contact Michael Garrity, Executive Director, Alliance for the Wild Rockies, (406) 459-5936
Last week the Forest Service withdrew its decision to go forward with the Whitetail Hazardous Fuels Reduction Project on the Custer National Forest in Montana. Two local conservation groups, the Alliance for the Wild Rockies and Native Ecosystems Council, had filed a lawsuit on May 14, 2009 in Federal District Court in Montana against the U.S. Forest Service and its Region One Forester to stop the Project. The Project had authorized commercial logging of 1,797 acres of old, mature forests, including clear-cutting on 754 acres. The Project also authorized the construction and reconstruction of 20 miles of roads. The Project area was located 17 miles northeast of Ashland, Montana.
The Project was approved under the Healthy Forest Restoration Act, which allows the Forest Service to expedite environmental review of timber sale projects by foregoing the normal public comment and administrative appeal process. Michael Garrity, Executive Director of the Alliance for the Wild Rockies stated, “The Healthy Forest Restoration Act was meant for projects that focus on removing small diameter trees in the wildland-urban interface, not on clear-cutting large trees and future old growth habitat 17 miles away from the nearest community. This was a clear misuse of that Act.”
Dr. Sara Johnson, a former wildlife biologist for the Gallatin National Forest and Director of Native Ecosystems Council said, “We are pleased that this Project will not move forward. The Forest Service believes that there is already no old growth habitat left in the Ashland Ranger District of the Custer National Forest and this timber sale would have clear-cut over 750 acres of mature forest with large trees that is next in line to become old growth habitat.”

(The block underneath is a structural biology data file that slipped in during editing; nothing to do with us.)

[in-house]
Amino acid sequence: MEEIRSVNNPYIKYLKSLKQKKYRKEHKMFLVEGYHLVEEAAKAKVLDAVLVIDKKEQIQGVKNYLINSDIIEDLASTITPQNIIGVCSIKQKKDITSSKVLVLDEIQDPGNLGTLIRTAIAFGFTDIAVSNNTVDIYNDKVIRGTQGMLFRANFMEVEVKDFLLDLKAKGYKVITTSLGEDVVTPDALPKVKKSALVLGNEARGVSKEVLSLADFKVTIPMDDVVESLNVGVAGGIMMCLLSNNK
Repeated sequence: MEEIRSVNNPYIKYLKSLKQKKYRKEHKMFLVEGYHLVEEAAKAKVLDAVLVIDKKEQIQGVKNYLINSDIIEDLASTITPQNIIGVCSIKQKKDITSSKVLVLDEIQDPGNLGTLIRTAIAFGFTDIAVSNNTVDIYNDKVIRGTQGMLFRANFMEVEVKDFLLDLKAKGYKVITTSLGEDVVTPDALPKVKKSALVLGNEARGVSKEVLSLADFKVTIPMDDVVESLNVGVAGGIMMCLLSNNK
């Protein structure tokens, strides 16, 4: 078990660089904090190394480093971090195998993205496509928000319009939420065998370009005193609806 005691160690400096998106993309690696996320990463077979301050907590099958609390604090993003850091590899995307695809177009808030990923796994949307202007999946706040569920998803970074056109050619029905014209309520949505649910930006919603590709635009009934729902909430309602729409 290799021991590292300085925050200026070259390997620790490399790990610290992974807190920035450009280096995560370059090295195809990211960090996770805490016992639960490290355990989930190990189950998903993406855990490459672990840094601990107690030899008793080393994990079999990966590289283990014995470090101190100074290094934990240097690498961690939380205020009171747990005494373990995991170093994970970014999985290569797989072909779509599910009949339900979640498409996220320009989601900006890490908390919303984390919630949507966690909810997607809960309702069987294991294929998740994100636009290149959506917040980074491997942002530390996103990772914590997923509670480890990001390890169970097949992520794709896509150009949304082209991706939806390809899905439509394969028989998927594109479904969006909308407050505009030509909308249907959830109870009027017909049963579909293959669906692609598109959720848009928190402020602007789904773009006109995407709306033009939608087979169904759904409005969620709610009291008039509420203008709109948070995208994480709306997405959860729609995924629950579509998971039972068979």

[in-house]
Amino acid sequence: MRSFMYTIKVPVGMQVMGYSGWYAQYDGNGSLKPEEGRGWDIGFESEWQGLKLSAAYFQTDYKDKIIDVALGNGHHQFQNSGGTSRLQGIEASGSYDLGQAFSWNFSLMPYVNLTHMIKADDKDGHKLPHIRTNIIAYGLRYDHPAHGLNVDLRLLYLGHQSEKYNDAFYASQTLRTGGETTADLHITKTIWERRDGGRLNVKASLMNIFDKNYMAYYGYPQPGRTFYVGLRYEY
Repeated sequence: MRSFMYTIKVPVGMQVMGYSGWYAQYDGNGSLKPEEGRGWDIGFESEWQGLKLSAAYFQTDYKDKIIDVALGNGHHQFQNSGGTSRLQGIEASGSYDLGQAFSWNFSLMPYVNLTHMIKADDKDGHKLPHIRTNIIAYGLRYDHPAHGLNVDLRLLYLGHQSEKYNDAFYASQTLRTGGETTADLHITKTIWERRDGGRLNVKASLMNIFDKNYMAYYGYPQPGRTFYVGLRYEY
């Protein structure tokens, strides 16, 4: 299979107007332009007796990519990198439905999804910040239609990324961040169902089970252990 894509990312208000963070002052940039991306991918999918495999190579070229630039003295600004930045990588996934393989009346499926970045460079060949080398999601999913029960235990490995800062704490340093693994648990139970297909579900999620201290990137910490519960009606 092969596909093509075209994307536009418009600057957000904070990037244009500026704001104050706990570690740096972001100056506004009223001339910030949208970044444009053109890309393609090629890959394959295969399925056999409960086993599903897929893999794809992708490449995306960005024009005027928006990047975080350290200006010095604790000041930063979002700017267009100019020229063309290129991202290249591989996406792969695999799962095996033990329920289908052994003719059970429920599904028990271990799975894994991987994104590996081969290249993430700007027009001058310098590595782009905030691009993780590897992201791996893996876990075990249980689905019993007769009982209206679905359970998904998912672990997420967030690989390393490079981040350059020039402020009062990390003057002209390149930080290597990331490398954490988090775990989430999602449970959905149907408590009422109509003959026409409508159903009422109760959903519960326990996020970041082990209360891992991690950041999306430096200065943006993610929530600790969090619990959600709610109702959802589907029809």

Another significant concern with the Project was degradation of elk habitat. According to comments from the Montana Department of Fish, Wildlife, and Parks, this project would have removed some of the best remaining cover in the area for big game species and failed to leave adequate remaining cover for them.
In the last few years, the Forest Service has withdrawn at least six timber sales in the Northern Rockies after it was sued and before the court had a chance to make a ruling: the Clear Prong and Upper Muir Projects on the Boise National Forest; the Price Powder and Barton Springs Projects on the Beaverhead-Deerlodge National Forest; the Newlan Bugs Project on the Lewis and Clark National Forest; and now the Whitetail Project on the Custer National Forest.
Garrity concluded: “We are happy that the Forest Service decided not to go ahead with this ecologically destructive project, but we are disheartened that we were forced to sue to make that happen. We hope that in the future the Forest Service will make decisions like this during the public comment process, instead of waiting for public interest groups like ours to sue them before they decide to comply with the law. Unfortunately the trend seems to be heading in the opposite direction with no repercussions for the agency.”